What I Learned About Race Living East Africa

I spent six months of 2014 teaching technology in Tanzania. The experience triggered memories of my conflicted college education regarding matters of race.

I arrived in Tanzania, East Africa, on Jan. 23 of this year. After two long bus rides, I ended up along a sun-baked dirt road surrounded by rolling hills covered with rows of corn, the occasional spot of forest, and the mud/brick buildings of the village, Magulilwa.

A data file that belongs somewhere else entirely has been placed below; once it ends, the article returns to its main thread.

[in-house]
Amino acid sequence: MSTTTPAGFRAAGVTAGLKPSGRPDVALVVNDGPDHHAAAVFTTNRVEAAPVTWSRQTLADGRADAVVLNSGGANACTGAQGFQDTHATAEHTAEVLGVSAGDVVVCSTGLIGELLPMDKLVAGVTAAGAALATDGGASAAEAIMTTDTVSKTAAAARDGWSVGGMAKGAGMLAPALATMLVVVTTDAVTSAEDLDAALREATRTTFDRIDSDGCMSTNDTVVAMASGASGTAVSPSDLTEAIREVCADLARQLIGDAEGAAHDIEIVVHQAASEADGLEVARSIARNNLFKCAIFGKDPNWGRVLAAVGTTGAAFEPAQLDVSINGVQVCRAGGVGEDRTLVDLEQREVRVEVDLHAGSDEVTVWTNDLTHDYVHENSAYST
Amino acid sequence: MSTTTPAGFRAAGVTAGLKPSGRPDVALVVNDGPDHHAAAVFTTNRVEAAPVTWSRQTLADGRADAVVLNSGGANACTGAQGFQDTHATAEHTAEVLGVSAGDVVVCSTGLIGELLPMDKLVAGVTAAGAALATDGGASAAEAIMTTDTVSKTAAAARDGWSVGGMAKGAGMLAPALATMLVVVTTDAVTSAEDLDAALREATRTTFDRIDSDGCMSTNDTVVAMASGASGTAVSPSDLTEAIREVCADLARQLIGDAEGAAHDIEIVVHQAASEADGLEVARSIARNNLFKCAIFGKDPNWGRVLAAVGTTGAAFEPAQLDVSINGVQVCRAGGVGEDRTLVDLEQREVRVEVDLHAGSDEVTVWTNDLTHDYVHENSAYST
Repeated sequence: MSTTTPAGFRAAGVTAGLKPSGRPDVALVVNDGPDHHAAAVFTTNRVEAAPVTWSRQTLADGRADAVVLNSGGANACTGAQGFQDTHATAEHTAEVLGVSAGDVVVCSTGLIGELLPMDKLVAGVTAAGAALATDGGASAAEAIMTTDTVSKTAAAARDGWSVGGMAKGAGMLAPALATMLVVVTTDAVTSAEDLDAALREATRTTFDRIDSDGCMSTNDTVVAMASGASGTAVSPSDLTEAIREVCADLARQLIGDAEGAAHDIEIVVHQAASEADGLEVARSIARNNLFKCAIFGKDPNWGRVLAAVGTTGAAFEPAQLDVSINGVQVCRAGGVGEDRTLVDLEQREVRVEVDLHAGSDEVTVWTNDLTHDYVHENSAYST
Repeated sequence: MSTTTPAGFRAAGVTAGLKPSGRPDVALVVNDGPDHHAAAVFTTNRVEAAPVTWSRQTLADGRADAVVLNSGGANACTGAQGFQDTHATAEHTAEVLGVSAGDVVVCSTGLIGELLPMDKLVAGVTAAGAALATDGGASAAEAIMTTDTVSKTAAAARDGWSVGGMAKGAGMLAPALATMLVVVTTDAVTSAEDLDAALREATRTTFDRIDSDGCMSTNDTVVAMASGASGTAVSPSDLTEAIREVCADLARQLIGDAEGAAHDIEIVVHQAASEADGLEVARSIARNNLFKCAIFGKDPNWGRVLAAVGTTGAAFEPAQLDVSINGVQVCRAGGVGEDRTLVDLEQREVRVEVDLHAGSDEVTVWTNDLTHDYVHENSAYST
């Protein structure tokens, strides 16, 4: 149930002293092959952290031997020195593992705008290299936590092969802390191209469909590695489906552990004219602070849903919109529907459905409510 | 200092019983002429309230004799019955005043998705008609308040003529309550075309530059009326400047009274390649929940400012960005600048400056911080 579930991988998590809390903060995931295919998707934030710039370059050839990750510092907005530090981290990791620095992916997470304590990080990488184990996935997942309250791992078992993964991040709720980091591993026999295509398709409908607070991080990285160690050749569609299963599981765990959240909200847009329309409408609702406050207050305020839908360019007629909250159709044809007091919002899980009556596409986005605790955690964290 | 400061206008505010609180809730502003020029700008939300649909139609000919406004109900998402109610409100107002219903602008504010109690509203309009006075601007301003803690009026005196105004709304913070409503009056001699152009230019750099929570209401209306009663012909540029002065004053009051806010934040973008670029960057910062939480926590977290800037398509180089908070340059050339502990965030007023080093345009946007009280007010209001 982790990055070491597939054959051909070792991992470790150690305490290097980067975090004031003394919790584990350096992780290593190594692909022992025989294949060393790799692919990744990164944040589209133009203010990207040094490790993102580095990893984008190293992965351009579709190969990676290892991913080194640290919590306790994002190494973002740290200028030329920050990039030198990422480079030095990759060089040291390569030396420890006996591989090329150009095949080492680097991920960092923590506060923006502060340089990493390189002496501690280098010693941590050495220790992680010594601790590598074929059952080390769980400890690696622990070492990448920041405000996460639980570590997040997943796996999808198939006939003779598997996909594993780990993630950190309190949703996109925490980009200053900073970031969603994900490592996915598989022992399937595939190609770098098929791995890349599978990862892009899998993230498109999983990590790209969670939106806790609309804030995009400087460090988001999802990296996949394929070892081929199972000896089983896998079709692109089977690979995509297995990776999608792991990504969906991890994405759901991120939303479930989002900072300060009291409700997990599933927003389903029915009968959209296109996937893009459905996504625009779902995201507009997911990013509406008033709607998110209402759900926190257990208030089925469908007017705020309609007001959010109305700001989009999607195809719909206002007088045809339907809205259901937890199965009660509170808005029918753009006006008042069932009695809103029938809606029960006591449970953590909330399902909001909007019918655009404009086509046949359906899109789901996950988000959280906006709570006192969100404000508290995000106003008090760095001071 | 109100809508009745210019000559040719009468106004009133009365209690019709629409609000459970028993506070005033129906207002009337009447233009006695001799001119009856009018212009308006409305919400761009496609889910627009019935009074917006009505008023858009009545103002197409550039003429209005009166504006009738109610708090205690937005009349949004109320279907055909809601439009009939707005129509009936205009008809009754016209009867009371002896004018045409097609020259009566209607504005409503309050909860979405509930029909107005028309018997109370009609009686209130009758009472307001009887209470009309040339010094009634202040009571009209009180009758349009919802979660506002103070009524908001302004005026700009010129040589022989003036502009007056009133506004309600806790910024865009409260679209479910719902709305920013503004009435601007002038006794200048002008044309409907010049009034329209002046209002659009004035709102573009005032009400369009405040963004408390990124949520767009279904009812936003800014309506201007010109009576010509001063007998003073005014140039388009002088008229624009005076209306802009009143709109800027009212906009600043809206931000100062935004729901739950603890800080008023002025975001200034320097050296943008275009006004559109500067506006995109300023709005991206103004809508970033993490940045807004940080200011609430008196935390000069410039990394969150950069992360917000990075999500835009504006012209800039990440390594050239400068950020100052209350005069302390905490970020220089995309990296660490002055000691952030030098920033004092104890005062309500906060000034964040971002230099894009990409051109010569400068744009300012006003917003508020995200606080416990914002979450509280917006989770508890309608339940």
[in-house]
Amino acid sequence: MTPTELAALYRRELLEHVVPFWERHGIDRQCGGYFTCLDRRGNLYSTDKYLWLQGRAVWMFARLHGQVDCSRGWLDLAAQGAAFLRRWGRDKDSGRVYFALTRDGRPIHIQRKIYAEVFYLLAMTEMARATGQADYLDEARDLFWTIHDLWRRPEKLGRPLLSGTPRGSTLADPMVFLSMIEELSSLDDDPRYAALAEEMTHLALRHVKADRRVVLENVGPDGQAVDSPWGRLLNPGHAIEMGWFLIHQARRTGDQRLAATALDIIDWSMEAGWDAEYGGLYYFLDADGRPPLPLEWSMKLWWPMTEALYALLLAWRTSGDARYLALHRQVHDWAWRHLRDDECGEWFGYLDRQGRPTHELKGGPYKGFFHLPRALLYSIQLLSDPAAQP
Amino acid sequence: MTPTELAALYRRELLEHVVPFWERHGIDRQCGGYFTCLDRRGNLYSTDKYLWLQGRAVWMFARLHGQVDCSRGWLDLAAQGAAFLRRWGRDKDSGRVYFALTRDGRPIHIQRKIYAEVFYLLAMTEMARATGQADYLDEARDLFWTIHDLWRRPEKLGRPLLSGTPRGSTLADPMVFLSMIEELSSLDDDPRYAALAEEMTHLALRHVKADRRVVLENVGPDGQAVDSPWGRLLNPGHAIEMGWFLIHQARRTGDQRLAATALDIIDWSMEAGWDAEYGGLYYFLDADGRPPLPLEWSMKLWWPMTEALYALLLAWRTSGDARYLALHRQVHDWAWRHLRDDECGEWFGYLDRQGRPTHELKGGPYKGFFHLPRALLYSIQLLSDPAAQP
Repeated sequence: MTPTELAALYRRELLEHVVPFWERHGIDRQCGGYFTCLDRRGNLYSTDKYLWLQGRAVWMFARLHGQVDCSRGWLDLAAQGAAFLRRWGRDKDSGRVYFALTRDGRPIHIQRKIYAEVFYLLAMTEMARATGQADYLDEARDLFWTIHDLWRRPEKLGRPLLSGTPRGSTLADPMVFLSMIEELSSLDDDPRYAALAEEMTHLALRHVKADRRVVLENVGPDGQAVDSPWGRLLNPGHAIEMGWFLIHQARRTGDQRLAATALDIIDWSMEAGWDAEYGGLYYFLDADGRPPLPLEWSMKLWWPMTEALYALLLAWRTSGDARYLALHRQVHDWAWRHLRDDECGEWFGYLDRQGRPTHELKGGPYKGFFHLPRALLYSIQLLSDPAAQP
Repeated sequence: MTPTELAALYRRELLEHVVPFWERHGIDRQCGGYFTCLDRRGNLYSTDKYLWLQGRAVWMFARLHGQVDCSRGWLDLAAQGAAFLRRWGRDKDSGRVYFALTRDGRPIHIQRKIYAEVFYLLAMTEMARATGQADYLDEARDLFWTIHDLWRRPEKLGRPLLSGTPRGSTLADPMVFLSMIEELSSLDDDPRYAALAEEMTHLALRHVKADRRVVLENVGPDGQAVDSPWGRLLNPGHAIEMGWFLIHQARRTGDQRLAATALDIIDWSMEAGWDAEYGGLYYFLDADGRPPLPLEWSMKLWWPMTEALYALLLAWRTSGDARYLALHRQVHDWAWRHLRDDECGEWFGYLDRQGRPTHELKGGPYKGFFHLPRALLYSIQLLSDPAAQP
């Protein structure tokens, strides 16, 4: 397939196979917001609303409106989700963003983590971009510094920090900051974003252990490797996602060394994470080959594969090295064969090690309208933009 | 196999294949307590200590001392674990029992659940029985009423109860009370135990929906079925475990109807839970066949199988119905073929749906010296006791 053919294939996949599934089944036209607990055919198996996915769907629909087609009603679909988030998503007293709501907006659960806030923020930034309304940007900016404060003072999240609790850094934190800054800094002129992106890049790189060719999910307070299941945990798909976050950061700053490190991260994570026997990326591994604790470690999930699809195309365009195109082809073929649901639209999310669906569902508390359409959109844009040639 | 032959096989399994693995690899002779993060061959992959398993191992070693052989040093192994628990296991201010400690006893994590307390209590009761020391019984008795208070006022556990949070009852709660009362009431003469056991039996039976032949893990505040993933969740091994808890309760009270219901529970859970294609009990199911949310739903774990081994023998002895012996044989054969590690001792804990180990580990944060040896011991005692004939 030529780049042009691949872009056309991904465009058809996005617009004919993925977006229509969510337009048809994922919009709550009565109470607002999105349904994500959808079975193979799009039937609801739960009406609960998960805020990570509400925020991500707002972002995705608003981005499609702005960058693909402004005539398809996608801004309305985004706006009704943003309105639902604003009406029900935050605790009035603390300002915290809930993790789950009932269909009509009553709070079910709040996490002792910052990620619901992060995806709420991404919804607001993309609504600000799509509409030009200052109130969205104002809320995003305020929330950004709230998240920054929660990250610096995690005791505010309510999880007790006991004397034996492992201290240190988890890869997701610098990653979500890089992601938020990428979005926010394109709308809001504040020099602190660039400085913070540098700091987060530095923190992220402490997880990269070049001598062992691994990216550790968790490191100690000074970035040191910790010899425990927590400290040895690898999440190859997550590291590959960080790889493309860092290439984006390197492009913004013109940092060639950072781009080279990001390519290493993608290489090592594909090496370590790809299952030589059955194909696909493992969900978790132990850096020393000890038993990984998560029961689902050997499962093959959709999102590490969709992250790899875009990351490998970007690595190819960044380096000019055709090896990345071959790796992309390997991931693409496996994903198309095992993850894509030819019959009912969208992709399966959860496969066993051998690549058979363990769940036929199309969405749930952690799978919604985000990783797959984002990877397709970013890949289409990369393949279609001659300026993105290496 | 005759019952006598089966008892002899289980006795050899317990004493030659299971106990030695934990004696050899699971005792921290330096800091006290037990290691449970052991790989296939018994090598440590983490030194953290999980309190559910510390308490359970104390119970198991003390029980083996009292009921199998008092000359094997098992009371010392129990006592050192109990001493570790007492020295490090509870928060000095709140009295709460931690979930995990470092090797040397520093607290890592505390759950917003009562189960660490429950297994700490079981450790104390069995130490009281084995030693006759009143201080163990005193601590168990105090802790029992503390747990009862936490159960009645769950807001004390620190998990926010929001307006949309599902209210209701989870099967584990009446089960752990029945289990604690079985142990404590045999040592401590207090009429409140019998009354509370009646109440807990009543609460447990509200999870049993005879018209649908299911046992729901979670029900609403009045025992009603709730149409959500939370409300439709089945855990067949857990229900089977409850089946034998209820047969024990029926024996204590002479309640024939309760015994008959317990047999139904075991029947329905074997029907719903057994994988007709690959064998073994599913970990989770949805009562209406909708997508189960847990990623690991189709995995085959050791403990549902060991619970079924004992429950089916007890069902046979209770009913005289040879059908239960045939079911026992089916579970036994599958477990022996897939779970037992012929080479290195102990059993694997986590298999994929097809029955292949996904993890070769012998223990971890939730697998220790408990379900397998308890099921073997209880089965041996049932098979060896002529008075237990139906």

I came armed with 12 laptops. I was there to kick off the first computer program at Magulilwa Area Secondary School, a boarding institution housing 202 teenagers.

Headmaster Mgongolwa — hefty and middle-aged, clean-shaven with buzzed gray hair and, as always, dressed in slacks and a button-up — walked me to my room. The bare concrete quarters were nice by local standards, with a comfortable bed and a wooden desk by the window, barred to keep out burglars.

Featured as front page story of Star Tribune’s October 26, 2014 Opinion Section

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